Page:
A. 4, 5, 6 x = 5
B. 0, 5, 10 x = 5 Doesn’t reveal what is truly going on – there is
C. -10, 5, 20 x = 5 significant variation in the data
Range
• Difference between the largest and the smallest values in a set of data
• Range = l argestmallest
• Ignores data distribution
• Sensitive to outliers
Interquartile Range (IQR)
• A resistant summary measure – do we need to look at the full spread?
• Eliminates outlier problems by removing high/low calculations
• IQR = Q –3Q 1 ie. it calculates the middle 50% of the data
• Less misleading than range calculations
• Resistant to changes in extreme variables
Measures of Dispersion
• Sets of data may have the same mean but may have a different/wider/smaller dispersion of data across
the range
Quantifying Dispersion
• For example
__________
_________
________
_______
______
____
___ 10 data points = 10 distances
_____
______
_______
_________
Negative Positive
Therefore square the distances (to make them all positive) and work the squared deviations
Jessica King BSB123 – Data Analysis Semester 1, 2009 11
Mean Squared Deviation/Variance
• Calculate each deviation; square them all (including the positive results) and calculate the average
• Note: this is not a true average but an approximate value
• When finding the average (using sample figures),
N = number of observations -1 (to adjust for the biasness of the sample statistics)
Variance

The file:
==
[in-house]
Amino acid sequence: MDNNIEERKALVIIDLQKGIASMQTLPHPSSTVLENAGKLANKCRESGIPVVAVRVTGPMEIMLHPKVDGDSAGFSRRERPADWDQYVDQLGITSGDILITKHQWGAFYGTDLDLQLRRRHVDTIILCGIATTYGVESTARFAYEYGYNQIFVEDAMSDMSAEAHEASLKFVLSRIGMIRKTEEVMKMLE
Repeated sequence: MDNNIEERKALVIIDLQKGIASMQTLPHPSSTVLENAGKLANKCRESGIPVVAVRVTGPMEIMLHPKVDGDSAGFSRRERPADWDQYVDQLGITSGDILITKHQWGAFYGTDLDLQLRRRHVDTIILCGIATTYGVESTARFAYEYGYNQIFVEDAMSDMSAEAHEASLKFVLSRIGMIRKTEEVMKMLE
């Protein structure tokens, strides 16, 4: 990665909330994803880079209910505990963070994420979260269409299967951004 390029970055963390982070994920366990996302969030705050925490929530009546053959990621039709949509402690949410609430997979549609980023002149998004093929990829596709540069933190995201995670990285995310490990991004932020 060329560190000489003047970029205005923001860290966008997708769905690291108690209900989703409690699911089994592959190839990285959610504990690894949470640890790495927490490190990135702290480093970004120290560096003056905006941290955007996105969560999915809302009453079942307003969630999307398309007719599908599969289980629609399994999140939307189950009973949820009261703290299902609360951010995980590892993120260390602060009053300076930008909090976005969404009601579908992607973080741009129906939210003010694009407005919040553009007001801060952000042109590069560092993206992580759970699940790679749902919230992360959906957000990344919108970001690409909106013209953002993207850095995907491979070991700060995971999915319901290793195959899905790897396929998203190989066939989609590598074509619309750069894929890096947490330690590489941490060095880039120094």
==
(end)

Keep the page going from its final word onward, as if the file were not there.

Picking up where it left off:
n 2
∑ (xi− x)
s = i=1
n−1
Standard Deviation
• Most commonly used measure of variation
• Shows variation about the mean
2
S = S
Measures of Dispersion
Measuring Dispersion
• Small standard deviation = average distance from a point to the standard deviation is smaller
• Large standard deviation = average distance from a point to the standard deviation is larger
Variance and Standard Deviation
Advantages
• Each value in the data set is used in the calculation
• Values far from the mean are given extra weight as the mean deviations are squared
Disadvantages
• Sensitive to outliers
• Measure of absolute NOT relative variation
Example:
a. S=10 Cannot say there is more dispersion in B than A unless there is more information
b. S=100
When comparing data with different means, the coefficient of variation NOT the standard deviation must be
used.
Coefficient of Variation
• Measures relative variation ie. shows variation relative to the mean
S
CV = ×100
X
Z Scores
• The difference between a given observation and the mean divided by the standard deviation
• A negative score would indicate the value is below the mean
• Eg. A score of 2.0 means that a value is 2.0 standard deviations away from the mean
X − X
Z =
s
Jessica King BSB123 – Data Analysis Semester 1, 2009 12
Shape of a Distribution
• Describes how data are distributed ie. either symmetrical or skewed
• Example: x = 34/3 = 8.5
Median = 10.5
Mean < median and therefore left-skewed
Box-and-Whisker Plots
• Box and central in are centred between the end points if data is symmetric around the mean